Media and Communications

To further their mutual interests, Qatari firms have formed partnerships with or invested in media firms with close ties to Erdogan and his family. Transactions have often involved the purchase of media properties that fell under state control because of indebtedness. At times, the failure of Qatari investors to account for Erdogan’s interests has undermined their projects.



In 2008 an obscure Qatari company paid $1.1 billion to acquire Sabah-ATV, Turkey’s second largest media group. Qatar accomplished the acquisition by working with a firm tied to Erdogan.239 At the time, both Berat Albayrak, Erdogan’s son-in-law and Turkey’s current minister of Treasury and Finance, and his brother, Serhat Albayrak, were senior executives at Calik Holding, which partnered with Qatar’s Lusail International Media Group to acquire Sabah-ATV.240


Al-Jazeera first attempted to enter the Turkish market through a partnership with TVNET, a broadcaster owned by Berat Albayrak. The Qatari network withdrew from the TVNET deal in 2011, reportedly due to tensions with the Turkish government.241 That same year, Al-Jazeera tried to acquire CINE 5, a private station with national reach that had been seized by a government fund under Erdogan’s control, but a Turkish court annulled the sale.242

Despite failing to acquire a broadcast license, Al-Jazeera Turk reportedly had 100 employees in 2013, at an estimated expense of $2 million monthly (although it reportedly fired more than two dozen the next year for supporting anti-government protests).243 In 2015, the president of Al-Jazeera Turk resigned amid rumors that the network had abandoned plans for a television channel.244 Shortly thereafter, the network’s news coordinator also resigned, announcing that Al-Jazeera Turk would be downsizing significantly.245 Qatar reportedly spent more than $100 million to set up Al-Jazeera Turk, a channel that never launched.246 Its online platform stopped publishing in May 2017.247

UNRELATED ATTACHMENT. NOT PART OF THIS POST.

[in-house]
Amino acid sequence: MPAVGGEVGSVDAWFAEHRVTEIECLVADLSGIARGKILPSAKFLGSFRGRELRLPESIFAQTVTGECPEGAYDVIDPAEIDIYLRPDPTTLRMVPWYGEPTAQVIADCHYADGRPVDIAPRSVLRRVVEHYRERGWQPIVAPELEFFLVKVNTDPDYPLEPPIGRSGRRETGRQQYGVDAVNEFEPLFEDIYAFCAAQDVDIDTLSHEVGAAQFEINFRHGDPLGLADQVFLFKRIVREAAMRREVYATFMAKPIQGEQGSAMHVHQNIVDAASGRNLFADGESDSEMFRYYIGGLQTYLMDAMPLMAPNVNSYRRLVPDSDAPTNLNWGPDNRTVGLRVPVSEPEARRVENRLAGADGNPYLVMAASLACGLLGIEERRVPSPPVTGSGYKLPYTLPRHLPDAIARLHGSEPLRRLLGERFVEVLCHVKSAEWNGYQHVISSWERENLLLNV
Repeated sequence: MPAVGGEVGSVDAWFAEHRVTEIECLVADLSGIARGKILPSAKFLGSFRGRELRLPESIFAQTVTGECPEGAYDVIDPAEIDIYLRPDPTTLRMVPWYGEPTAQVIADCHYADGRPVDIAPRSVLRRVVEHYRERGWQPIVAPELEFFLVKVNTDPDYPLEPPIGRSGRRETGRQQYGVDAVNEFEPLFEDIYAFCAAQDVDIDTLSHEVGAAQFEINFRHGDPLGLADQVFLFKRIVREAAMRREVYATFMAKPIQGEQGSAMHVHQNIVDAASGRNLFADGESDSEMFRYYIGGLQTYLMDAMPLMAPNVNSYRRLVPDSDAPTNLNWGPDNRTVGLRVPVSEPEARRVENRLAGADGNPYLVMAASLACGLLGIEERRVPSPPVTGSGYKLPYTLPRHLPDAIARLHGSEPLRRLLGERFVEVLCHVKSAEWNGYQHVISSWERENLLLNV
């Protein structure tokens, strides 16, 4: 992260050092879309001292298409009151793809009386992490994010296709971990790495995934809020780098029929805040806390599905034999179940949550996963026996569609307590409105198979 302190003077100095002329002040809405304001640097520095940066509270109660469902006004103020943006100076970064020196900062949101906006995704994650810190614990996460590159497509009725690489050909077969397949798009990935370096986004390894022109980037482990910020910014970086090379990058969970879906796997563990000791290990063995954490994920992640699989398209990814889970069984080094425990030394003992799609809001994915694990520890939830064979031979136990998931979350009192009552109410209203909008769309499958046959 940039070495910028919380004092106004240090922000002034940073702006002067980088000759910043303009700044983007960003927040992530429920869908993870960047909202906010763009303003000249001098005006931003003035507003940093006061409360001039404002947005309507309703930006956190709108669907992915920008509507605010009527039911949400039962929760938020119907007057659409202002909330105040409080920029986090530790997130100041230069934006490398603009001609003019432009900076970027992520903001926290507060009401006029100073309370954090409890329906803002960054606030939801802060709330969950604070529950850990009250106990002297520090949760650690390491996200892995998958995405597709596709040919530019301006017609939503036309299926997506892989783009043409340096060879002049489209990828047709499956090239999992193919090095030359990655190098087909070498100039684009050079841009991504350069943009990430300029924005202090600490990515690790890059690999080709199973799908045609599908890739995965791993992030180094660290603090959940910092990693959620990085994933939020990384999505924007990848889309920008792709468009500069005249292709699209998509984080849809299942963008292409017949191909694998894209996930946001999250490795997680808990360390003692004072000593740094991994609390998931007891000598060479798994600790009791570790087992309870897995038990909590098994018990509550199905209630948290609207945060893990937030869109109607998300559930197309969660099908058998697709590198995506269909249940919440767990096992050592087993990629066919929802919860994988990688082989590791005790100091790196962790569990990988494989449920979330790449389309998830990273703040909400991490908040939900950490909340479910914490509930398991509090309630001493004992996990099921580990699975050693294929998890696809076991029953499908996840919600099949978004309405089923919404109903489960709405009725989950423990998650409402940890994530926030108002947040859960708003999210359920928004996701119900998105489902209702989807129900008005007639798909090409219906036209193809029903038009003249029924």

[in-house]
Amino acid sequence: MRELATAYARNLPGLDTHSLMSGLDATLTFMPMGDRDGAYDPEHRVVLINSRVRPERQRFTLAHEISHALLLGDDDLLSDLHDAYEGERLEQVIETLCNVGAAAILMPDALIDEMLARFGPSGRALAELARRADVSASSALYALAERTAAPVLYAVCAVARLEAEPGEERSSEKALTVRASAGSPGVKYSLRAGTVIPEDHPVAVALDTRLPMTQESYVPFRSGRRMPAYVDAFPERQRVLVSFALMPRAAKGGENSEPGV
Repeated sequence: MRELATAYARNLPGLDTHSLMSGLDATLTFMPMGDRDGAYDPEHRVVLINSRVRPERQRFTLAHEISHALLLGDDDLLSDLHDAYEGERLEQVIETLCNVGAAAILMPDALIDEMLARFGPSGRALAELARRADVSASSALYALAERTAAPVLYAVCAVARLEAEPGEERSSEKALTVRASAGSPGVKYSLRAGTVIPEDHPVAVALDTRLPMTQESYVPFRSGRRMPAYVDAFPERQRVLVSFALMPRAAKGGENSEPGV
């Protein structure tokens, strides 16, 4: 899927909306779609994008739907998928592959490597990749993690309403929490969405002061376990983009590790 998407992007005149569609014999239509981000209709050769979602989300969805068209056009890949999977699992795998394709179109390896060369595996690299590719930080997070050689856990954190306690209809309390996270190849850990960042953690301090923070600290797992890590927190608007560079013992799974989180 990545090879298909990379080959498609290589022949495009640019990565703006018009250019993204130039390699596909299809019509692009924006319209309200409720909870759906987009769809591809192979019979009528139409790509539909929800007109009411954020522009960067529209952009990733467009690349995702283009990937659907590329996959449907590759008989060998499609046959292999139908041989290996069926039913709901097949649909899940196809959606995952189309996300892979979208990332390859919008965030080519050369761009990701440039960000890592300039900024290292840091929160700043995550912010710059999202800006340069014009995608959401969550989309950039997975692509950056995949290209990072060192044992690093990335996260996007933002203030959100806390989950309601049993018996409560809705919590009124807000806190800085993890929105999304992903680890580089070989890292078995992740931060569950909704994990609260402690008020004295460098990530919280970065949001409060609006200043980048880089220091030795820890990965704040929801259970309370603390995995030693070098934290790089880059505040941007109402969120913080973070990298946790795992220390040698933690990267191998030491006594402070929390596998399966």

The ultimate cause of Al-Jazeera’s failure remains difficult to assess. In 2013, Turkish media claimed that Foreign Minister Ahmet Davutoglu wanted the channel to start operations immediately, but Erdogan feared the network would favor Davutoglu.248 One journalist claimed Al-Jazeera met opposition because of its unwillingness to use the word “terrorist” to describe militants of the Kurdistan Workers’ Party, known as the PKK.249

Al-Jazeera more recently attracted Erdogan’s ire with its coverage in Al-Jazeera English of Turkey’s October 2019 operation into Syria.250 In an uncharacteristically vocal rebuke of Qatar, the editorial board of the Erdogan-mouthpiece Daily Sabah called on Al-Jazeera “to weed out all individuals seeking to poison [the Turkish-Qatari] alliance behind the smokescreen of independent journalism.”251


In 2015, Qatar’s beIN Group, formerly known as Al-Jazeera Sport, acquired Turkey’s largest satellite television provider, Digiturk, which at the time had 3.5 million subscribers and was under state ownership because of outstanding debt.252

The $1.4 billion deal became a highly controversial subject in Turkey due to a lack of transparency.253 Opposition members of the parliament criticized the government for keeping the purchase price a secret and for bypassing domestic buyers.

As of 2019, there are reports that beIN’s investment in Digiturk has become a liability.254 Given Turkey’s economic downturn and the government censorship of broadcasters, Digiturk’s subscriber base fell to 2.4 million, and the company suffered a similar downturn in advertising revenues. As a result, the satellite television provider is considering defaulting on the $1.5 billion it pledged to pay over the next three years for the right to broadcast Turkish soccer league games.

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